45 years ago this month, video game history was made. In September 1977 – the same year that Star Wars arrived in cinemas – Atari launched its VCS home console and kick-started an industry that would become the billion-dollar monster it is today.
While the VCS (later rebranded as the Atari 2600) wasn't the first home console (the Magnavox Odyssey, released in 1972, took that accolade) nor was it the first to use interchangeable cartridges (that honour fell to 1976's Fairchild Channel F), it was certainly the first of its kind to enjoy mainstream success. Buoyed by Atari's line of smash-hit arcade conversions, the VCS would sell 30 million units during its long lifespan (it was still being sold by Atari in 1992), turning its parent company into one of the biggest entertainment brands on the planet.
The machine launched alongside the following game cartridges:
- Air-Sea Battle
- Basic Math
- Indy 500
- Star Ship
- Street Racer
- Video Olympics
The success Atari achieved with the VCS was sadly squandered, with subsequent systems like the 5200 and 7800 failing to capture the attention of the games-playing public in quite the same way. The video game crash of 1983 – caused in part by Atari's disastrous lack of quality control – would ruin a lot of the good work the VCS had achieved, especially in North America, where the effects of the crash were felt the strongest.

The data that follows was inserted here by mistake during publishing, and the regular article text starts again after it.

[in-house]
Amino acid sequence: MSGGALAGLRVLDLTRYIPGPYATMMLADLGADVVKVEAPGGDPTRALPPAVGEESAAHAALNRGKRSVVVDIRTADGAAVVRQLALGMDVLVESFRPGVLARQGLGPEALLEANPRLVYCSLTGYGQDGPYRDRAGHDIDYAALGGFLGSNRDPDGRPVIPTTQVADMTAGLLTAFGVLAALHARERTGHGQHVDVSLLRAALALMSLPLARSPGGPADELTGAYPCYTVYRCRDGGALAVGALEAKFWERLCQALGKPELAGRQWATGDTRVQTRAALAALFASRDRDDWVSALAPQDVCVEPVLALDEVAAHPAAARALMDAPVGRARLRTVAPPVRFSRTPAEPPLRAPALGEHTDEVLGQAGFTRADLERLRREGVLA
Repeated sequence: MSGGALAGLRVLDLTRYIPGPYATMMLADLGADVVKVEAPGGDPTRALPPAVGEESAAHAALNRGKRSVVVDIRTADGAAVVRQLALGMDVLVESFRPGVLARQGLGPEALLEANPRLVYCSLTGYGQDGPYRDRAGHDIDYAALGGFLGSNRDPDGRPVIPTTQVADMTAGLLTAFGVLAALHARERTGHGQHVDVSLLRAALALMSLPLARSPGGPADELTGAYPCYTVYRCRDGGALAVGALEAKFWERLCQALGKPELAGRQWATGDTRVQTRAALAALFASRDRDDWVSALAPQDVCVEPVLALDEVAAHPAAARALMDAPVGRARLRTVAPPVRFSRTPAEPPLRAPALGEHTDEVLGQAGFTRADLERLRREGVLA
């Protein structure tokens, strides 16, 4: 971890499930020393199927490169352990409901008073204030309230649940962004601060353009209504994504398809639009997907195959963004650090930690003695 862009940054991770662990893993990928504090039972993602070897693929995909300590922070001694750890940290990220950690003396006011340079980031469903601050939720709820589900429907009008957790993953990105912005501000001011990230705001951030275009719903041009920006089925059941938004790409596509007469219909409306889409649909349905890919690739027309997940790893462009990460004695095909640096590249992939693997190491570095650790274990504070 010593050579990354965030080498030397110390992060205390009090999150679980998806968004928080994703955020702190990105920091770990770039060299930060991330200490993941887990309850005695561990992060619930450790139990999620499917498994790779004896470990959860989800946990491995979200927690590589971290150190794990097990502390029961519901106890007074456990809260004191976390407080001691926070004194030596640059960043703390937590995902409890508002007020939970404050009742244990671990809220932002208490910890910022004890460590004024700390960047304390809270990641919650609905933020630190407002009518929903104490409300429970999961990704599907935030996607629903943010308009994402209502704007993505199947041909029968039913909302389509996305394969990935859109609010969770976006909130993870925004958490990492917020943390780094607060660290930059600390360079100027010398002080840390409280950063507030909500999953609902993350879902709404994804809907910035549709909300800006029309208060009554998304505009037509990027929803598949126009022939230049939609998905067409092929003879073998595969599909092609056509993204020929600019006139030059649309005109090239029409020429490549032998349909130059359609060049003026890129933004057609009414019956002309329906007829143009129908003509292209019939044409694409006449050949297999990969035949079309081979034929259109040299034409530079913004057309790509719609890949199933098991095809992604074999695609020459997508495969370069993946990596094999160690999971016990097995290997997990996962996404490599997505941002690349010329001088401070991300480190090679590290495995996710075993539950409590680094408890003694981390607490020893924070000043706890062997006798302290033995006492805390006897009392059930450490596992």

Atari would eventually become Atari Corp, and would launch the likes of the Atari ST, Lynx and Jaguar in an attempt to reclaim the glory days of the VCS. The latter was supposed to be the company's console saviour, but it failed against more powerful systems such as the Sony PlayStation and Sega Saturn. When the dust had settled, Atari was merged with disk-drive maker JTS Inc. in 1996, and its properties have changed hands multiple times since.
Nowadays, the Atari name lives on, but the company has precious little to do with the Atari that drove the VCS to global superstardom – despite the fact that it has recently released a 'new' version of the machine based on PC hardware.
Still, we've always got those sweet memories. Let us know if you cut your gaming teeth on the VCS, and what your fondest recollections of the machine are by posting a comment below.